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Pediatric poisoning deaths rising sharply, CPSC warns

Photo: mielag/iStockphoto

Washington — Unintentional poisoning deaths involving children younger than 5 jumped 153% between 2018 and 2020 – a dramatic shift from the declines recorded in previous years, a Consumer Product Safety Commission report shows.

In 2018, unintentional pediatric poisoning from consumer products resulted in 17 deaths, marking the third straight year the total had fallen and the lowest on record since the CPSC was founded in 1972. Now, data from the National Center for Health Statistics shows that fatalities jumped to 34 in 2019 and 43 in 2020.

“Although it is too early to know whether recent increases are indicative of a trend, or if they are outliers, clearly the COVID-19 pandemic has led families to spend more time indoors,” the CPSC says. “This increases the risk of unintentional poisonings that could result in injury or death.”

According to the CPSC, in 2020, emergency rooms treated an estimated 61,500 children for unintentional poisonings, while an estimated 18,100 children ingested blood pressure medications, acetaminophen, antidepressants, dietary supplements or bleach.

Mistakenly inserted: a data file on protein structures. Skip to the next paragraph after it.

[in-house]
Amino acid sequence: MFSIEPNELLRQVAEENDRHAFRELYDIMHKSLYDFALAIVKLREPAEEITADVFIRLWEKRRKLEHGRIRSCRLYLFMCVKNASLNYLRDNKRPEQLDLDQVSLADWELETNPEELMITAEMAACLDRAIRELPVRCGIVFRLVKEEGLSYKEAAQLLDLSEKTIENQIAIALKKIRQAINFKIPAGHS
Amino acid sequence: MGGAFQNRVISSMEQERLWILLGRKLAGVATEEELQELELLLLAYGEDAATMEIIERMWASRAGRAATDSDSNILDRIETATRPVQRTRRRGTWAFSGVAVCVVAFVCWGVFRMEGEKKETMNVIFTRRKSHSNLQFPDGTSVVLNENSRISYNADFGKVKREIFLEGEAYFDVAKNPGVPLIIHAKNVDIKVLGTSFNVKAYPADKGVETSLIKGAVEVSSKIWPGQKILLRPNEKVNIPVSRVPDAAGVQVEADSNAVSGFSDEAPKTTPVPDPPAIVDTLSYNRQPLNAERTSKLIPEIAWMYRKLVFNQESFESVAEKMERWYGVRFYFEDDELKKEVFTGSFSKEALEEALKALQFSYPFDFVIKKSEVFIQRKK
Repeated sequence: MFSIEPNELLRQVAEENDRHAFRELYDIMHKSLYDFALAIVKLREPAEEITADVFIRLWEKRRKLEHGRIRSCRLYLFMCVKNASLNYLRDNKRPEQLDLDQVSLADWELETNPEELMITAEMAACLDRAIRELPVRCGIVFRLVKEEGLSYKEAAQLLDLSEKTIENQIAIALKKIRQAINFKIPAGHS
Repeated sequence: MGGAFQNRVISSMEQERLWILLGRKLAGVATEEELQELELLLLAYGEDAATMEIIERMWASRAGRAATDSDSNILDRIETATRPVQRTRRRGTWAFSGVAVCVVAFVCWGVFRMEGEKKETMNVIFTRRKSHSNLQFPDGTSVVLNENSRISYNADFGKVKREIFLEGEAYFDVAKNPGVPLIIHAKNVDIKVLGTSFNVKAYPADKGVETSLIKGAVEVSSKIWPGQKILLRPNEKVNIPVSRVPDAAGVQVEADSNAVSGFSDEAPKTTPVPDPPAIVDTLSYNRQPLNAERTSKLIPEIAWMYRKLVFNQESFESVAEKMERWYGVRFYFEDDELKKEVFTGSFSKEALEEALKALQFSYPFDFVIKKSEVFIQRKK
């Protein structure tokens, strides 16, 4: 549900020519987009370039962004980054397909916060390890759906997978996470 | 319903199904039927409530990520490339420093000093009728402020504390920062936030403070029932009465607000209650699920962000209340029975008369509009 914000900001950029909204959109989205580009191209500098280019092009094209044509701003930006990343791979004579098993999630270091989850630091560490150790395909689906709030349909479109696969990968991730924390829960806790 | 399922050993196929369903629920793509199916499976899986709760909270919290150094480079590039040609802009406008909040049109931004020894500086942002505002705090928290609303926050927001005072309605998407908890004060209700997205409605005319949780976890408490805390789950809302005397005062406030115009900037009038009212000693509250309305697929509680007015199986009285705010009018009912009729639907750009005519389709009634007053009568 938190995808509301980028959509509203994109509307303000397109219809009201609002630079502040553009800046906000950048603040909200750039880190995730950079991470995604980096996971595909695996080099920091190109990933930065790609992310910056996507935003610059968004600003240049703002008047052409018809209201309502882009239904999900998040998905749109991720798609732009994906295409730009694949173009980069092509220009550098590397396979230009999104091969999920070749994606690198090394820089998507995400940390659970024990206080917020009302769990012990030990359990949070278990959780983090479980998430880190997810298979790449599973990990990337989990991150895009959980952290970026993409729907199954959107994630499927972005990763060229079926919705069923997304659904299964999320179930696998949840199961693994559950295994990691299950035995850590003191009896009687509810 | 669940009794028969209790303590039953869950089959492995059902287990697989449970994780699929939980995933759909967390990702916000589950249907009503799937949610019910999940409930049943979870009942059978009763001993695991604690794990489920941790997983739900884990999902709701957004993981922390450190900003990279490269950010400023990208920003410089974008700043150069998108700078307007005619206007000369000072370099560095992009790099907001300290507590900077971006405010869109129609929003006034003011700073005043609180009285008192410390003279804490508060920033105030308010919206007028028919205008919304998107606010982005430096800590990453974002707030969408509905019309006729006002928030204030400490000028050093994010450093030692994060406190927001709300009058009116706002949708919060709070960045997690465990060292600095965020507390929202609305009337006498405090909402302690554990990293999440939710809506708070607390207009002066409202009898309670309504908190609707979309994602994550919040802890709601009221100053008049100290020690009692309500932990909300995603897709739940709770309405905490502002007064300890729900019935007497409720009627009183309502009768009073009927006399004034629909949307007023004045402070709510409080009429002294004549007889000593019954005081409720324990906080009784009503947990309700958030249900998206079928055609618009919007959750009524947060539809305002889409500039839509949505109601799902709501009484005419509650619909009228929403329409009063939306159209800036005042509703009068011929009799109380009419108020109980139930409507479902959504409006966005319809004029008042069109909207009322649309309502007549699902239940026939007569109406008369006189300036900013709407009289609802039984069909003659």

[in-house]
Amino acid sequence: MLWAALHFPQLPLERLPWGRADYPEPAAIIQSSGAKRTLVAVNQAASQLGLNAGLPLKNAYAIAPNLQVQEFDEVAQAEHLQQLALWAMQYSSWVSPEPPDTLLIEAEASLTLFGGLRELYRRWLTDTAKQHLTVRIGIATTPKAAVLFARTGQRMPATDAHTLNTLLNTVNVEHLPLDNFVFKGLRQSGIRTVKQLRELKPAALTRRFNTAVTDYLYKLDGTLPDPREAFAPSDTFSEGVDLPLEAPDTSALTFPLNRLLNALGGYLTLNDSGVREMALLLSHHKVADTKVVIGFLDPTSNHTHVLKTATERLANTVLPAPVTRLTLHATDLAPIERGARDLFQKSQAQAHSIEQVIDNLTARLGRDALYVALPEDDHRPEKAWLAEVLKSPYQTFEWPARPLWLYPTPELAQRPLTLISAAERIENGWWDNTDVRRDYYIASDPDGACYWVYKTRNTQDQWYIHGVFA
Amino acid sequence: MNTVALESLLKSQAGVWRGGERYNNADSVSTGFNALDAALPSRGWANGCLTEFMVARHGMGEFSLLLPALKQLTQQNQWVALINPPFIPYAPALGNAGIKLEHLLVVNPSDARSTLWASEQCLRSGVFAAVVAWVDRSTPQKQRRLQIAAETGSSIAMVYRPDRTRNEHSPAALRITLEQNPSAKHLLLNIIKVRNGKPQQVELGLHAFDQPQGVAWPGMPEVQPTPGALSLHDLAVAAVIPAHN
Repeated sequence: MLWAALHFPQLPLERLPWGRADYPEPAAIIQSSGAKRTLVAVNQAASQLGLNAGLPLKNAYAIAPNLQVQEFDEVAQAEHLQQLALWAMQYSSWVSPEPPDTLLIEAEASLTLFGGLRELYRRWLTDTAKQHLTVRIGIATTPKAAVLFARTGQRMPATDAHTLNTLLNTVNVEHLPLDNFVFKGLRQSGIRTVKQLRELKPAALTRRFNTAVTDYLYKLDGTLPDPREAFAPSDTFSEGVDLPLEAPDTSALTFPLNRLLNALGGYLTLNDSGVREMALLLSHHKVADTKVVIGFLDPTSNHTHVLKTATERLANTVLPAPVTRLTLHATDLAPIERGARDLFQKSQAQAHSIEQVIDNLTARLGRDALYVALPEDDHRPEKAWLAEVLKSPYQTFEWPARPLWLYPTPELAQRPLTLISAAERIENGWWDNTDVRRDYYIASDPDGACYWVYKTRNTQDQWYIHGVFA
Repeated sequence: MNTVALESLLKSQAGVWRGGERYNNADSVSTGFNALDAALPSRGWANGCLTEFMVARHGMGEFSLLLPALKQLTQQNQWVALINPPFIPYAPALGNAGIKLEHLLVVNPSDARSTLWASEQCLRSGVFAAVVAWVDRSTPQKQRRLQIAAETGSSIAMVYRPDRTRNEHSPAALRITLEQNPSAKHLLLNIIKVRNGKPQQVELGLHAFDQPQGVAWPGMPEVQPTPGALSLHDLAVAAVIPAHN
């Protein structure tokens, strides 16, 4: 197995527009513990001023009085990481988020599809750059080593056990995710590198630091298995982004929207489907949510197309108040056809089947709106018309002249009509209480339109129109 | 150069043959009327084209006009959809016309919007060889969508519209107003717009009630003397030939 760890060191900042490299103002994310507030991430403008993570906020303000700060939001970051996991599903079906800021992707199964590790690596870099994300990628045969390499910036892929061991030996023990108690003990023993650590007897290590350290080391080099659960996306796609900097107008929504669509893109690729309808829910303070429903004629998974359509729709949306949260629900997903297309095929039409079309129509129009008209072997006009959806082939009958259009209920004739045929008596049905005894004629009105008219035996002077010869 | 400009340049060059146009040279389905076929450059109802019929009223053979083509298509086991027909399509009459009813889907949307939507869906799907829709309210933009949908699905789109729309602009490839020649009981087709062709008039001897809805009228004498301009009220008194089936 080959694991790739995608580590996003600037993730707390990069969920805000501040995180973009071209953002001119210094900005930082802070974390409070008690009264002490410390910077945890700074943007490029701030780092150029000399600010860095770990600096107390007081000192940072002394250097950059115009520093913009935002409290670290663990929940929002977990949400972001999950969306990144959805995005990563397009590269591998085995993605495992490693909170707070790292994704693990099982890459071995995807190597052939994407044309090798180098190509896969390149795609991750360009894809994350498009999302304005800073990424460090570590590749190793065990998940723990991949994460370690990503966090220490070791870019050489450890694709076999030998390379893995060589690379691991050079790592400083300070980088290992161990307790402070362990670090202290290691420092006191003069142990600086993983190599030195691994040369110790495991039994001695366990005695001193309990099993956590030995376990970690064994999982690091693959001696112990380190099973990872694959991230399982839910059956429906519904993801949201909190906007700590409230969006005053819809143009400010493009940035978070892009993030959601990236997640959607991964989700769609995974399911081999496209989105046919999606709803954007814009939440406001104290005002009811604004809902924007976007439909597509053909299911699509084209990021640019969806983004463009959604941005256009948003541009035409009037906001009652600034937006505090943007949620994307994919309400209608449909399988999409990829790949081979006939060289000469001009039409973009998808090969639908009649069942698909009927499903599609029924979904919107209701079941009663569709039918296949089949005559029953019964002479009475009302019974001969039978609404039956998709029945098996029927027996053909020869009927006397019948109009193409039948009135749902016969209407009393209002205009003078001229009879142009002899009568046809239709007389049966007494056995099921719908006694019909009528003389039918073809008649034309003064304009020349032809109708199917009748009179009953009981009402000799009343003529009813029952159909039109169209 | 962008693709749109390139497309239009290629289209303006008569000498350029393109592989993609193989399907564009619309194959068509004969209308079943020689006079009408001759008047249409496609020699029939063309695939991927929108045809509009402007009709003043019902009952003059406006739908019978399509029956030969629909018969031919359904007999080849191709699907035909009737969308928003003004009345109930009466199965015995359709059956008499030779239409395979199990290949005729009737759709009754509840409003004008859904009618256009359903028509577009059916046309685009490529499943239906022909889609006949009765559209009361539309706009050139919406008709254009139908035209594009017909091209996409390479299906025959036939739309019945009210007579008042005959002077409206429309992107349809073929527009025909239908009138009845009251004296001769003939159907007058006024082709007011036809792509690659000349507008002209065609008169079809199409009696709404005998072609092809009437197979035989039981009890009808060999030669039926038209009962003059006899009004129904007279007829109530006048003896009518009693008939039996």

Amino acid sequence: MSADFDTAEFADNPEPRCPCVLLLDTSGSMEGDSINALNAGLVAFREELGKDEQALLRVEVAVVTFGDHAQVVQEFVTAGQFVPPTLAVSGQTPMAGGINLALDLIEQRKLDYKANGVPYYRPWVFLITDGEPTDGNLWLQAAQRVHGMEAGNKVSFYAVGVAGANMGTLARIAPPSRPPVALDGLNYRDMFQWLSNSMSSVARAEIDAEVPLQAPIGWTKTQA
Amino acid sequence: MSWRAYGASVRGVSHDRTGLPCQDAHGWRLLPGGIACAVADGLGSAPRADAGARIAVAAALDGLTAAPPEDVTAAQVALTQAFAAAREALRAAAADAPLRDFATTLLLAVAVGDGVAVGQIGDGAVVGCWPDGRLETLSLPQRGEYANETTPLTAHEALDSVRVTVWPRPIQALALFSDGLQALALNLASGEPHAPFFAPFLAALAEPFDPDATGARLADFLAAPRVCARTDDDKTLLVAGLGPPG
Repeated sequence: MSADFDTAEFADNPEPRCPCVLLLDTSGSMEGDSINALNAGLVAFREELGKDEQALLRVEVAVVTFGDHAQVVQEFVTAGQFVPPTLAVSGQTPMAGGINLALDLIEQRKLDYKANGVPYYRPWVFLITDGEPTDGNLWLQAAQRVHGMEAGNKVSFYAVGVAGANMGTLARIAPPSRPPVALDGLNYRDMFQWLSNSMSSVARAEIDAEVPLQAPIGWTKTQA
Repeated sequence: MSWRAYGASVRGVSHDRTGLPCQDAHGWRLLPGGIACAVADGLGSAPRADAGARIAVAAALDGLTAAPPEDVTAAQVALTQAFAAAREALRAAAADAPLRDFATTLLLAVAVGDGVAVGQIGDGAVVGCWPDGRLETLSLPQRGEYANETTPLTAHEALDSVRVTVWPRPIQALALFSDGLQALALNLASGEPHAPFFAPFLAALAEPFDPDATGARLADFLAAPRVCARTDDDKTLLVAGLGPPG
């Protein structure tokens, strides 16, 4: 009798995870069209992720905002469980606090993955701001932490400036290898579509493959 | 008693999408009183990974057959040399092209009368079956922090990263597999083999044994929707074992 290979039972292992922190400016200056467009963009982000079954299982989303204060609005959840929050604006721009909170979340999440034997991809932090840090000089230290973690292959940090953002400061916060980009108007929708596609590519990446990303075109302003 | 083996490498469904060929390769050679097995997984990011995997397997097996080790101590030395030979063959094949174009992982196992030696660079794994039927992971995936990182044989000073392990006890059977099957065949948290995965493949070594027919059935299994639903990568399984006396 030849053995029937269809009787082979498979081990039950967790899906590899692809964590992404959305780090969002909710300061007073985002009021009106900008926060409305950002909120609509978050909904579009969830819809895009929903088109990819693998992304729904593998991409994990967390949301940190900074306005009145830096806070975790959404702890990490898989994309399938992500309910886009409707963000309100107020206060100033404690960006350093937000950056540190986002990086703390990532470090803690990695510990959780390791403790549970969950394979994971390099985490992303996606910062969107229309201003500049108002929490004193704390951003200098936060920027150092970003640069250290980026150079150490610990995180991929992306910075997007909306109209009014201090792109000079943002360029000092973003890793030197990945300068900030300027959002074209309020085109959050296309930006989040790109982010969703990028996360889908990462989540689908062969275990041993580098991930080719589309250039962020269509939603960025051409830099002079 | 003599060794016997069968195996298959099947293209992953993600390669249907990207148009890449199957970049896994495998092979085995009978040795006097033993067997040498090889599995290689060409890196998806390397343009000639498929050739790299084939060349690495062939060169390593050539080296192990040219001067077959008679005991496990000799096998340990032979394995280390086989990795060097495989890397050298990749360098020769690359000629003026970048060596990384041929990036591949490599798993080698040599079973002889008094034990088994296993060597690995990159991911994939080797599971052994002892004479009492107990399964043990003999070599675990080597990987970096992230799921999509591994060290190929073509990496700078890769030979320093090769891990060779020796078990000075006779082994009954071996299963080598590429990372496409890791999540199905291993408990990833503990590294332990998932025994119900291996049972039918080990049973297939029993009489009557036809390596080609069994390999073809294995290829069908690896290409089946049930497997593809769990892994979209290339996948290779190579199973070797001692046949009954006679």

Injuries related to batteries rose 62% among children ages 5-9 over the first nine months of the pandemic, while serious injuries related to cleaning chemicals climbed 72%.

Additionally, the percentage of unintentional poisonings among Black children is higher than their makeup of the U.S. population – 19.8% vs. 13.4%. Hispanic children, meanwhile, comprise 18.5% of the population and account for 19.1% of poisonings.

To help prevent child poisonings, the agency recommends parents and caregivers:

  • Keep chemicals, medications and cleaning supplies safely stored and out of the reach of children, preferably in a locked cabinet or box.
  • Keep medicines and household chemicals in their original, child-resistant containers.
  • Don’t let children handle laundry detergent packets, and store the packets in their original container out of the sight and reach of children.
  • Keep electronics or other products with accessible, coin-size button batteries out of the reach of children and use tape to help secure battery compartments that don’t have a screw closure.
  • Save the Poison Help Hotline number – (800) 222-1222 – in their cellphone and call immediately if a poisoning is suspected.

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